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How Much Do Prisons Make Per Inmate?

The United States has the highest incarceration rate in the world, with over 2 million people currently behind bars in state and federal prisons as well as local jails. This mass incarceration comes at an immense cost, not just to those imprisoned and their families but to taxpayers as well. Many privately-run prisons contract with state governments to house inmates in exchange for a fee per prisoner per day. This has led some to criticize the prison system for incentivizing companies to lobby for harsher sentencing to keep prisons full. In this comprehensive article, we will analyze the economics of the prison industry and specifically look at how much profit prisons make per inmate.

How Much Do Private Prisons Make Per Inmate?

The private prison industry in the US is worth over $5 billion annually. The two largest private prison operators are CoreCivic and The GEO Group, which combined account for around 80% of private prison beds in America. On average, it costs between $60-$70 per inmate per day for a private prison to house, feed, and secure people. Many state contracts with these companies are structured so there is a guaranteed minimum occupancy rate at prisons, ensuring revenue regardless of actual crime rates. This had led activists and policymakers to argue the system incentivizes mass incarceration.

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Example State Contracts

  • Arizona: Guarantees a 100% occupancy rate for one CoreCivic facility, paying $65 per inmate per day. This equals $23,725 per inmate per year.
  • California: Pays private prisons an average of $62 per inmate per day, leading to $22,630 annual revenue per prisoner.
  • Florida: Signed a contract with The GEO Group mandating a 96% occupancy minimum, with $57 per inmate daily fees.

Based on data from state budgets and corrections departments, the average revenue per inmate per year for a private prison is around $22,000. With approximately 128,000 inmates currently housed in private facilities, this equals over $2.8 billion in annual revenue.

Do State-Run Public Prisons Profit?

While private prisons generate clear revenue per inmate, the picture is more complex for government-run public prisons. Rather than earning profit, these facilities rely on taxpayer dollars through state budgets and funding. However, public prisons do employ state workers and support associated industries, circulating government money through the economy. There are also allegations that public prisons sometimes charge inmates and families excessive fees for basic services, generating unofficial profit.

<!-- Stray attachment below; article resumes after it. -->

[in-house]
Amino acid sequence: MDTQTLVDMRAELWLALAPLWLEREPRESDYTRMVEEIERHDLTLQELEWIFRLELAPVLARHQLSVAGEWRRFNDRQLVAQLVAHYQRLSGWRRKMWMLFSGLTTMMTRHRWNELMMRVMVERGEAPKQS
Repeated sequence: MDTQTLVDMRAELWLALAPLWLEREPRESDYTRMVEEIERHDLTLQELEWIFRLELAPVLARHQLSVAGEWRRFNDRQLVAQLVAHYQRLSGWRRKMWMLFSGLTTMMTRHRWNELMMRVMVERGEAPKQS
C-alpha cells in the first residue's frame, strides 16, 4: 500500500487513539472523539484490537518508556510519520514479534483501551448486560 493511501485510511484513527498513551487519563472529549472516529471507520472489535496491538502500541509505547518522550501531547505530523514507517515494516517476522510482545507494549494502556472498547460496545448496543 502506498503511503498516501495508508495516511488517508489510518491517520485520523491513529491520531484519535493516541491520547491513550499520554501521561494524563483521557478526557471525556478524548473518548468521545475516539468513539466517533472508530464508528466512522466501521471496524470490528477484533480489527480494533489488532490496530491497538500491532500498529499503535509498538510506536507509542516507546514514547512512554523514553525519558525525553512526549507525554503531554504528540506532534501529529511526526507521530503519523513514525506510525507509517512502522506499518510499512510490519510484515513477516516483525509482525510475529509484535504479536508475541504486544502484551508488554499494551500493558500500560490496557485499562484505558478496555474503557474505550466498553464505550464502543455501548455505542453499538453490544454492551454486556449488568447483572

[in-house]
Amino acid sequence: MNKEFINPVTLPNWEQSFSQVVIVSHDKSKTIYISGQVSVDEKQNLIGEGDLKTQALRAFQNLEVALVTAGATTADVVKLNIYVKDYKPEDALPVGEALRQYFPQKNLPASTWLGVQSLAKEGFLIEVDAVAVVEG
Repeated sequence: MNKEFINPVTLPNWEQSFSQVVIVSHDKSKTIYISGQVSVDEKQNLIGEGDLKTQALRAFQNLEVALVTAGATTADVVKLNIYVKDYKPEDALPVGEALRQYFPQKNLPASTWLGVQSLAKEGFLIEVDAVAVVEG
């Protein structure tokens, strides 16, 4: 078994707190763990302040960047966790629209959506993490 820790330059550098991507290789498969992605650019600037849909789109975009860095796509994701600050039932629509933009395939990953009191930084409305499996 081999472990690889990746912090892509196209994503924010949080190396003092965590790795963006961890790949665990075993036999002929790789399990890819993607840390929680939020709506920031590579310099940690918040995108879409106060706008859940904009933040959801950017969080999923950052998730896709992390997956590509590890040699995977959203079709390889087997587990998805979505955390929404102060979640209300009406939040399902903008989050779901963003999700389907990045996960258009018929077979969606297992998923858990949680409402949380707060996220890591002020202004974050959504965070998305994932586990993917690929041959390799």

Key Figures on Public Prison Economics:

  • Approximately 1.29 million inmates are housed in state prisons, with an average annual cost per inmate of $33,274.
  • For federal prisons, the average annual cost per inmate is $36,299 for over 200,000 prisoners.
  • Total costs just for state prison budgets were over $43 billion last year.
  • Phone call fees for inmates can far exceed normal rates, generating estimated hundreds of millions in state revenue.

While public prisons do not directly earn profits like private companies, the expanding incarceration system still acts as an industry, creating government jobs and funneling taxpayer money to contractors. However, exact revenue numbers per inmate are difficult to calculate compared to private facilities.

Effects of Long Sentences on Prison Economics

Critics argue that in both private and public prison systems, longer sentences translate into more money for the prison industry. Here are some key figures:

  • Over 161,000 inmates are currently serving life sentences, with an average sentence length of 29 years.
  • Around 44% have served over 15 years, and 1 in 9 lifers has been incarcerated for over 30 years.
  • The average annual cost for just one inmate serving a life sentence is $31,977.
  • For a 29 year average sentence, that equates to around $927,373 per inmate in lifetime imprisonment costs.
  • Over 41,000 inmates are serving life without parole sentences with zero chance of release before death.
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While there are certainly valid public safety reasons for incarcerating violent criminals, the sheer economic costs of decades-long sentences are massive. Especially for elderly inmates with chronic health issues, prisons with large long-term populations see skyrocketing medical care expenses.

Table: Notable Criminals and Their Sentences